PDA

View Full Version : [ubuntu] Need Help with backup DHCP server



onyxwolf
May 3rd, 2010, 05:15 PM
I have a DHCP server that I only mildly trust, but its nice because it is an eBox server (I use it for DNS, DHCP, and smtp relay for my internals). I want it to issue all addresses (simply because I like the way it displays its leases in the WebUI's dashboard), but I want a fail-safe too. I have another server that is strictly an Ubuntu Hardy server (I use it for openVPN and nothing else) so I would like it as my backup dhcp server. I figure I'll install all the dhcp stuff on it and just stop the service (to include a sudo crontab @reboot script to stop it when rebooted) and simple use a sudo crontab script to ping the eBox every 5 minutes to make sure its live, and if not then start the dhcp server.

My questions: If I put the entry in my sudo crontab will the script execute even if no session is currently running (its obviously a server so won't have anyone logged in except for administration)? Also since it is in the root crontab it will be able to start the init.d service without having to sudo it right (IE the script only needs to say "/etc/init.d/dhcp3-server start" not "sudo /etc/init.d/dhcp3-server start")?

onyxwolf
May 3rd, 2010, 05:52 PM
The script:


#!/bin/bash
ping -c 1 192.168.x.x
if [ $? -eq 1 ]
then
/etc/init.d/dhcp3-server start
logger "Primary is Down!!! Started DHCP on Second!"
else
if [ `ps aux | grep dhcp3-server | grep -c -v grep` -gt 0 ]
then
/etc/init.d/dhcp3-server stop
logger "Primary has returned to service. Stopped DHCP on Second."
else
logger "Primary is up. Ping was good!"
fi
fi


and my Crontab entries:


@reboot /root/dhcpHA.sh
*/5 * * * * /root/dhcpHA.sh

KiLaHuRtZ
May 3rd, 2010, 06:10 PM
One major problem I see is individual lease databases. If you look at ISC-DHCPD (Ubuntu's default -- dhcpd) you can setup redundant DHCP servers that communicate with each other at the DB level. They both run simultaneously and if one goes down, the other continues to run. When the failed server returns, they exchange DB info and synchronize. Seamless to the end user.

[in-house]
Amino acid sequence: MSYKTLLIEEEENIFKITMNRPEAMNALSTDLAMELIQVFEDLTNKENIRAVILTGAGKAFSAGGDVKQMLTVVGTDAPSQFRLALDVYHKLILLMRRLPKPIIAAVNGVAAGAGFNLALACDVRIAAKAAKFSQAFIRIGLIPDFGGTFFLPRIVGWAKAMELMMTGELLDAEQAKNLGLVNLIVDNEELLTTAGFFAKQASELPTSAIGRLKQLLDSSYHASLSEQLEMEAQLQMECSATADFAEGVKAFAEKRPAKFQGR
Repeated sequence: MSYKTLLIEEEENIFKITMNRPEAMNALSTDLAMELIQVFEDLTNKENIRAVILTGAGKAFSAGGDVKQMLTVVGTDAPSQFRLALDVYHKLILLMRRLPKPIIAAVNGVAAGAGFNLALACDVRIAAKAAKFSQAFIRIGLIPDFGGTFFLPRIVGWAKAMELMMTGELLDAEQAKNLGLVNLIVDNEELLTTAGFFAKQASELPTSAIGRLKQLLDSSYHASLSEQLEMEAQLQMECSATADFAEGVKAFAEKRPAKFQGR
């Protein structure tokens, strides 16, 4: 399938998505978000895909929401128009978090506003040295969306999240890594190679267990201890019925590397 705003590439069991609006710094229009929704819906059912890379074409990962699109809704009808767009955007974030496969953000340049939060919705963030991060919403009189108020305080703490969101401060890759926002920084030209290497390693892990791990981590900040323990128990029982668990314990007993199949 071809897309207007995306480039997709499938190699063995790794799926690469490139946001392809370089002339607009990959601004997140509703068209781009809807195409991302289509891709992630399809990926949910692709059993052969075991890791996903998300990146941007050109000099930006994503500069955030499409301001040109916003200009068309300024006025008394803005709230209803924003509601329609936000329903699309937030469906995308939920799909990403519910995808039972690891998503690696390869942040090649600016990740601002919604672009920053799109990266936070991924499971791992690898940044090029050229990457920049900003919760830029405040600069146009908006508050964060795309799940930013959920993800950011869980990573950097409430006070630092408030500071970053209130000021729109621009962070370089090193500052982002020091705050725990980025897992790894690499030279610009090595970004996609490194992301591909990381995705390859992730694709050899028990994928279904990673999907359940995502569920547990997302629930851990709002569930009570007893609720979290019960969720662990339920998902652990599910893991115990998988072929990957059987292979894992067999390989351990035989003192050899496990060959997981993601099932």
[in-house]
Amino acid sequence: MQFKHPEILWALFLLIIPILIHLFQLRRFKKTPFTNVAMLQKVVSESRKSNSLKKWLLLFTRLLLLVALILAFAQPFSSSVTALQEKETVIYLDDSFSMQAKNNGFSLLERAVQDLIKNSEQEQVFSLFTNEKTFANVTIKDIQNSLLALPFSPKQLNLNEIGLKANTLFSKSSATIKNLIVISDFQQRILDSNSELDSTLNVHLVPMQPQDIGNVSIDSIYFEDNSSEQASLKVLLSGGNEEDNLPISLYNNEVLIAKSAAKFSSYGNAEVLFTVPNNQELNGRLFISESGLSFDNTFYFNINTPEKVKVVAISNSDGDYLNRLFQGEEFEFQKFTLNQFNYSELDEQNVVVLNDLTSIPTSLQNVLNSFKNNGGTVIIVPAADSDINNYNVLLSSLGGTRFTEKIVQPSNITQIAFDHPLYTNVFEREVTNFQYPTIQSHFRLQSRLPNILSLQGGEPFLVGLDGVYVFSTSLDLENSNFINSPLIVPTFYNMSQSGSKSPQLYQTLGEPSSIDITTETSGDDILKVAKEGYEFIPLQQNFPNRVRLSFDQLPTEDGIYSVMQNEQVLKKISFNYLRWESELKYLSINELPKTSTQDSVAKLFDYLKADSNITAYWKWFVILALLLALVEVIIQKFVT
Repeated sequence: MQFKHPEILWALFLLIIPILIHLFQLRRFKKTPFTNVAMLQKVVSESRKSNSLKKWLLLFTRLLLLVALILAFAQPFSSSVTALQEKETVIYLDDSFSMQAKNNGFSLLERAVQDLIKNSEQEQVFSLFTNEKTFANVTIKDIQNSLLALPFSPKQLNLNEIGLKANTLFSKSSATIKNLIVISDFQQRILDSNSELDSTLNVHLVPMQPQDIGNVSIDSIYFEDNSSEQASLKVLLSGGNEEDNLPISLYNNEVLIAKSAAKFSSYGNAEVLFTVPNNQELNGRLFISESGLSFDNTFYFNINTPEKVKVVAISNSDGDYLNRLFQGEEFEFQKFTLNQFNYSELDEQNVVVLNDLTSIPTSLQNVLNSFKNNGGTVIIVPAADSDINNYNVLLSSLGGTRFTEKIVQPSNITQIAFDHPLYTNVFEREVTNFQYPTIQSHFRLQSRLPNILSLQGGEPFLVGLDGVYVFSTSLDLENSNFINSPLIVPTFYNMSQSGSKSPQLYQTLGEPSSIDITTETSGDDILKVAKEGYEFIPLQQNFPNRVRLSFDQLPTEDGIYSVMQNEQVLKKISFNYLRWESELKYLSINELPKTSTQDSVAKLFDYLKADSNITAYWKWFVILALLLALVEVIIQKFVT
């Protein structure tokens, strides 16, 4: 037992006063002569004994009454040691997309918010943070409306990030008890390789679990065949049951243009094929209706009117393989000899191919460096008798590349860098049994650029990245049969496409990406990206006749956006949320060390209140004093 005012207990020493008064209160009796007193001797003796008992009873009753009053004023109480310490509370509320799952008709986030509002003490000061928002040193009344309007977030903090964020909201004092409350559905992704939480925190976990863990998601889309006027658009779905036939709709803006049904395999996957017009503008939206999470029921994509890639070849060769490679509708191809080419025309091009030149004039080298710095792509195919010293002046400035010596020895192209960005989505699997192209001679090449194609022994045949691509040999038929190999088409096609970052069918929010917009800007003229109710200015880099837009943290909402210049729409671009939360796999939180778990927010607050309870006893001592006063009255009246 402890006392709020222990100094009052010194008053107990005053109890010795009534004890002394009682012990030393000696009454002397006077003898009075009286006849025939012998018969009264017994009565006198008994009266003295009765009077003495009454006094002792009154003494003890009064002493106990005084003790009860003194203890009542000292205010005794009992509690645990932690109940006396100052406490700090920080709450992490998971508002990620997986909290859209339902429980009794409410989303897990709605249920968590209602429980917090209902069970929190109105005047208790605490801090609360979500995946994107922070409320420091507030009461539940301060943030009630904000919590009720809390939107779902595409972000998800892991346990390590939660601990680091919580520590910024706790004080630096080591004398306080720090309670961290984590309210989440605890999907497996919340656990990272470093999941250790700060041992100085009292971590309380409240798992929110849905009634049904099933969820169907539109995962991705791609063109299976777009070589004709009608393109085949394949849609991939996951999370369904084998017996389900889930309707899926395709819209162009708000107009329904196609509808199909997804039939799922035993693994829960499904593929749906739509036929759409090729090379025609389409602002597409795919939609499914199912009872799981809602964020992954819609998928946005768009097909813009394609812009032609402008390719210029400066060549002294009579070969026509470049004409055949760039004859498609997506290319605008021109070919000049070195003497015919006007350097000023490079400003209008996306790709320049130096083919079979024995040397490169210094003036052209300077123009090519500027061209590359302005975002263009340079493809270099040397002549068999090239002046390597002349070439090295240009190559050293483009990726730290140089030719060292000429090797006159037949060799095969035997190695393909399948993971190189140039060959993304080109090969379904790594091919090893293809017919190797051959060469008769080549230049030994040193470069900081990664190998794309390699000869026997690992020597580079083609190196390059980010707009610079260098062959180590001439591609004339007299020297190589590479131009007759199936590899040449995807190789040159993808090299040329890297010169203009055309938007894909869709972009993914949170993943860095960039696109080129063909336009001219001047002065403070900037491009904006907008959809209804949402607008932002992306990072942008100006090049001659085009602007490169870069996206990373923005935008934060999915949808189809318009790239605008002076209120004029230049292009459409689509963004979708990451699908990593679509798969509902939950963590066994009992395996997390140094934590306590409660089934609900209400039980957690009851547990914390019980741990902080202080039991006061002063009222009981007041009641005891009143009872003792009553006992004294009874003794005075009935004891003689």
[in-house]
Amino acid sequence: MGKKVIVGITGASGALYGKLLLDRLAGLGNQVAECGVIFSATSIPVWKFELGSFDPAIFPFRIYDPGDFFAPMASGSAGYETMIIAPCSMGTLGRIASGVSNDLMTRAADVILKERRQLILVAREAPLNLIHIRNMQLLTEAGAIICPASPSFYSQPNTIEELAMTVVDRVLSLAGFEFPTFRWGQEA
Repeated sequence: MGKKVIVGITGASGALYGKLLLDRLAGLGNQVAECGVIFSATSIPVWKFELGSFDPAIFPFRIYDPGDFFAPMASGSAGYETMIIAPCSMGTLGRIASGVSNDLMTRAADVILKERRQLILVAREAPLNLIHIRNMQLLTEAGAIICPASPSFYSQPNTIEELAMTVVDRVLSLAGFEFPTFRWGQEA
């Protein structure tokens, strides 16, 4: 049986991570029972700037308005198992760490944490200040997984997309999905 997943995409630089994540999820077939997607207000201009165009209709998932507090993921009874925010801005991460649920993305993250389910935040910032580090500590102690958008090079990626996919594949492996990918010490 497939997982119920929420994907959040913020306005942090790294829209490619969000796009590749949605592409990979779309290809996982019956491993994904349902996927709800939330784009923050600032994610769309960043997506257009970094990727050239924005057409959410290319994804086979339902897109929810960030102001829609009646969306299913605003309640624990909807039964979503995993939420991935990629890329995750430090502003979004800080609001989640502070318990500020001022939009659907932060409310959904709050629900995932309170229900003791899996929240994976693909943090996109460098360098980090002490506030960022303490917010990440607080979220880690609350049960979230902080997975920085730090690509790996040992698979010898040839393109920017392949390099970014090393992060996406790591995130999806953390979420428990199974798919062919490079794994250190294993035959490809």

Although, what you are trying to do should work, it is not the way it should be done.

onyxwolf
May 3rd, 2010, 07:05 PM
That's good to know, thank you. For this specific use (my home network, of which I can only stand the Mrs. yelling at me that I broke the internet, for up to 5 mins.) it doesn't need to be truely HA and after looking into the fail-over it seems more complicated then what I want to do for it, not to mention that my "server" is a 7 year old desktop, I don't really want dhcp to be constantly on for it. But I will keep that in mind if I need to use it in the future!

I'll mark as solved once I am able to test this semi-HA script.

KiLaHuRtZ
May 3rd, 2010, 09:36 PM
Try this script...


#!/bin/bash

# Set up the environment.
SHELL=/bin/bash
PATH=/usr/local/bin:/usr/local/sbin:/usr/bin:/usr/sbin:/bin:/sbin

# Get status of primary DHCP server.
priDhcp=`ping -c 1 192.168.x.x | grep "packets transmitted" | awk -F " " '{print $4}'`

# Get status of secondary DHCP server.
secDhcp="/var/run/dhcp3-server/dhcpd.pid"

# If primary is down, then...
if [[ "$priDhcp" == "0" ]]; then

logger 'Primary DHCP: down'
logger 'Secondary DHCP: enabling'
/etc/init.d/dhcp3-server start

# If secondary failed to start, then...
if [[ -f "$secDhcp" ]]; then

logger 'Secondary DHCP: up'
exit 0;

else

logger 'Secondary DHCP: failed'
exit 1;

fi

# If primary and secondary are both up, then...
elif [[ ("$priDhcp" == "1") && (-f "$secDhcp") ]]; then

logger 'Primary DHCP: up'
logger 'Secondary DHCP: disabling'
/etc/init.d/dhcp3-server stop

# If secondary failed to stop, then...
if [[ -f "$secDhcp" ]]; then

logger 'Secondary DHCP: failed'
exit 1;

else

logger 'Secondary DHCP: down'
exit 0;

fi

# If everything is OK, then...
else

logger 'Primary DHCP: up'

fi

exit 0;

#eof

Add this to '/etc/crontab'...


*/5 * * * * root /root/dhcpHA.sh

And to stop the secondary server from ever starting at boot. Simply rename these files...


/etc/rc2.d/S40dhcp3-server
/etc/rc3.d/S40dhcp3-server
/etc/rc4.d/S40dhcp3-server
/etc/rc5.d/S40dhcp3-server

To these names...


/etc/rc2.d/K40dhcp3-server
/etc/rc3.d/K40dhcp3-server
/etc/rc4.d/K40dhcp3-server
/etc/rc5.d/K40dhcp3-server